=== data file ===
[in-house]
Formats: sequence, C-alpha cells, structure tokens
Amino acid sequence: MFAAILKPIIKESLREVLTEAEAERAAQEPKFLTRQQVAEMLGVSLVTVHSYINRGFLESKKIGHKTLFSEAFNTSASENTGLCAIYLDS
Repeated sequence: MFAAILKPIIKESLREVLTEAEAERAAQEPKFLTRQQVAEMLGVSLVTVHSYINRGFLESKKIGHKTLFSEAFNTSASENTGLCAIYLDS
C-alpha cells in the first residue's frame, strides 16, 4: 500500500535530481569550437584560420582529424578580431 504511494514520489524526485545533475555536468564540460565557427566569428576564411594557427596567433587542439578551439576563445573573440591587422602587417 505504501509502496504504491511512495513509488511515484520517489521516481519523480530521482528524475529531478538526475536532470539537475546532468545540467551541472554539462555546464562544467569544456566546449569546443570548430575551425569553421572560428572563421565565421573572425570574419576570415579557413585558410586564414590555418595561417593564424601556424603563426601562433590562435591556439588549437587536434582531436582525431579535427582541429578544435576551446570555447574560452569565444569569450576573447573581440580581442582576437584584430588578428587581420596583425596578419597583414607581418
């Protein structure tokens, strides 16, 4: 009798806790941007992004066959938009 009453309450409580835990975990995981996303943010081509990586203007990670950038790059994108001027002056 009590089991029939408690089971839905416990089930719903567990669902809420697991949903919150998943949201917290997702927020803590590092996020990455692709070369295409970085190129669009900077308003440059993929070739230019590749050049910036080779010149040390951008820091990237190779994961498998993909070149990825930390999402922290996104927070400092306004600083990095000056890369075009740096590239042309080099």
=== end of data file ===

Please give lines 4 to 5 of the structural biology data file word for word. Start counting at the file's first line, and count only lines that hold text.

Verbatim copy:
Repeated sequence: MFAAILKPIIKESLREVLTEAEAERAAQEPKFLTRQQVAEMLGVSLVTVHSYINRGFLESKKIGHKTLFSEAFNTSASENTGLCAIYLDS
C-alpha cells in the first residue's frame, strides 16, 4: 500500500535530481569550437584560420582529424578580431 504511494514520489524526485545533475555536468564540460565557427566569428576564411594557427596567433587542439578551439576563445573573440591587422602587417 505504501509502496504504491511512495513509488511515484520517489521516481519523480530521482528524475529531478538526475536532470539537475546532468545540467551541472554539462555546464562544467569544456566546449569546443570548430575551425569553421572560428572563421565565421573572425570574419576570415579557413585558410586564414590555418595561417593564424601556424603563426601562433590562435591556439588549437587536434582531436582525431579535427582541429578544435576551446570555447574560452569565444569569450576573447573581440580581442582576437584584430588578428587581420596583425596578419597583414607581418